Canadians are searching ways to boost their retirement savings.
We would all like to retire early or at least pack it in with enough money to ensure a comfortable lifestyle as senior citizens. The changing employment trends in recent years, however, are making that less certain.
The source of retirement funds is shifting from generous defined benefit (DB) plans to defined contribution (DC) pensions at companies that offer pension benefits. The DC pension fund can definitely be adequate, but the payout is not guaranteed, as it is with the traditional DB plan.
In addition, many Canadians are now self-employed as either contract workers or freelancers in the gig economy. In this case, there is no pension at all, so the responsibility for building retirement savings rests with the individual.
As a result, more people are turning to self-directed RRSP and TFSA investments to create a wealth fund for retirement.
Let’s take a look at two top Canadian dividend stocks that have delivered strong returns over the years and should continue to be attractive picks for a balanced retirement portfolio.
Royal Bank of Canada (TSX:RY)(NYSE:RY) is Canada’s largest company with a market capitalization of roughly $150 billion. The bank is also very profitable, generating $12.9 billion in adjusted profits in fiscal 2019.
Royal Bank’s size and strong financial position give it the ability to make strategic acquisitions to drive growth in key markets. This was evident in 2015 when Royal Bank spent US$5 billion to buy California-based City National. Additional deals could occur in the coming years, as the big banks seek out high-margin opportunities in the wealth management sector.
Royal Bank has a solid capital position to enable it to ride out the next downturn. Earnings growth on a per-share basis is expected to trend in the 7-10% range over the medium term, and dividend hikes should be in line with that guidance. The stock currently provides a 3.9% dividend yield.
A $20,000 investment in Royal Bank 25 years ago would be worth $700,000 today with the dividends reinvested.
The vast oil and natural gas pipeline networks transport a significant volume of the energy produced and consumed in both Canada and the United States. These assets effectively operate as toll booths that collect steady fees from the energy companies. Enbridge also has utility businesses that distribute natural gas to businesses and homes. In addition, the growing renewable energy division operates or is constructing solar, wind, geothermal, and hydroelectric facilities.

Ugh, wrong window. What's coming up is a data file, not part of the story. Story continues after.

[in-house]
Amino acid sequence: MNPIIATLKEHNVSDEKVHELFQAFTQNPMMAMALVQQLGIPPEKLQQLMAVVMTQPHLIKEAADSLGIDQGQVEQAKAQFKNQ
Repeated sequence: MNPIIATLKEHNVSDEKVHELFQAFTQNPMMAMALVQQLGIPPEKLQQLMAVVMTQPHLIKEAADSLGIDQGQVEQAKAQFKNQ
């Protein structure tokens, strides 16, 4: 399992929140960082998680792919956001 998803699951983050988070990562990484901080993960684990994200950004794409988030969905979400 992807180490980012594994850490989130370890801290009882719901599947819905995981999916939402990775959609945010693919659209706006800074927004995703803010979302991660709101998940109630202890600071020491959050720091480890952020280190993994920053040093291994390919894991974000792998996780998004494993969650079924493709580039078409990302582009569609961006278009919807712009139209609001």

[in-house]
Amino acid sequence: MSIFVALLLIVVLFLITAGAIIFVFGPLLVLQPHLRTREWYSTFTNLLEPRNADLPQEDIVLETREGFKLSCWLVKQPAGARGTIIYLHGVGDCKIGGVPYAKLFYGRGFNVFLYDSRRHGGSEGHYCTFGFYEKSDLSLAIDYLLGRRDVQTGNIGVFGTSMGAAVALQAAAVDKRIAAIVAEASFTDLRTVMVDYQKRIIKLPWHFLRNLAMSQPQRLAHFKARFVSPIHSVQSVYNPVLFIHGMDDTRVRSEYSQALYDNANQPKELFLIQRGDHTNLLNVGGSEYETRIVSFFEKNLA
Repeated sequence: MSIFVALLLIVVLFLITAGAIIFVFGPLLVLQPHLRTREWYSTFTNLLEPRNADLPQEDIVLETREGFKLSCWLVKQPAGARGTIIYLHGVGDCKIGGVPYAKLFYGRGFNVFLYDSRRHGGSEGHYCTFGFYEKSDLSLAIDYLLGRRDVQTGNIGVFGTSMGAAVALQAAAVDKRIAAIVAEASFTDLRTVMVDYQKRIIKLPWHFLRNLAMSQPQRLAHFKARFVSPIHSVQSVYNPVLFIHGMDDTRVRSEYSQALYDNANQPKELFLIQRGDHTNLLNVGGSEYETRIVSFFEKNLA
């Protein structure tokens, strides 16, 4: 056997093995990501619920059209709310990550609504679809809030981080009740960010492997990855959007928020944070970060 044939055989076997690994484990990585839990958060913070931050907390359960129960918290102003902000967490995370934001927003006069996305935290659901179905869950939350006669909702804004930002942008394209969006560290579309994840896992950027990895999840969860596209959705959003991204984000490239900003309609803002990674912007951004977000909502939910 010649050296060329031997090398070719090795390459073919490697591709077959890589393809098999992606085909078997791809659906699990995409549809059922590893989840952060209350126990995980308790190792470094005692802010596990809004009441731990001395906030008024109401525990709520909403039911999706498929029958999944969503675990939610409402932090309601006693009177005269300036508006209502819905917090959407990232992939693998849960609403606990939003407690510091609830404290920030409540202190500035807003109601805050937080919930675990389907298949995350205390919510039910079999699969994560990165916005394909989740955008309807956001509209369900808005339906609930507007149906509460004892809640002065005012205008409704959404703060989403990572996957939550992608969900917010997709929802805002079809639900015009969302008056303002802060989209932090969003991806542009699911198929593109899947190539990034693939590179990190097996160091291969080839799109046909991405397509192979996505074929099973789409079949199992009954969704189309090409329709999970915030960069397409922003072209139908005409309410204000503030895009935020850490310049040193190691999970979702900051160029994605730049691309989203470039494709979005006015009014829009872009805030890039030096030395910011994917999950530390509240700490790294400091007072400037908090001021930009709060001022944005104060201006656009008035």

The majority of the revenue comes from regulated assets, meaning cash flow should be predictable and reliable. This is great for dividend investors who want dependable and growing payouts.
Enbridge sold $8 billion in non-core assets and streamlined the corporate structure in the past couple of years. This has strengthened the balance sheet to the point where the current $11 billion capital program can be funded through internal sources.
Enbridge is targeting growth in distributable cash flow of 5-7% per year over the medium term, and dividend increases should be in in that range. The existing dividend provides a yield of 5.8%.
A $20,000 investment in Enbridge 25 years ago would be worth $780,000 today with the dividends reinvested.
The bottom line
Royal Bank and Enbridge are industry leaders and should be solid buy-and-hold picks for a self-directed RRSP or TFSA retirement fund.
A diversified portfolio is always recommended and the TSX Index is home to many top-quality dividend stocks.
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This article represents the opinion of the writer, who may disagree with the “official” recommendation position of a Motley Fool premium service or advisor. We’re Motley! Questioning an investing thesis — even one of our own — helps us all think critically about investing and make decisions that help us become smarter, happier, and richer, so we sometimes publish articles that may not be in line with recommendations, rankings or other content.
The Motley Fool owns shares of and recommends Enbridge. Fool contributor Andrew Walker owns shares of Enbridge.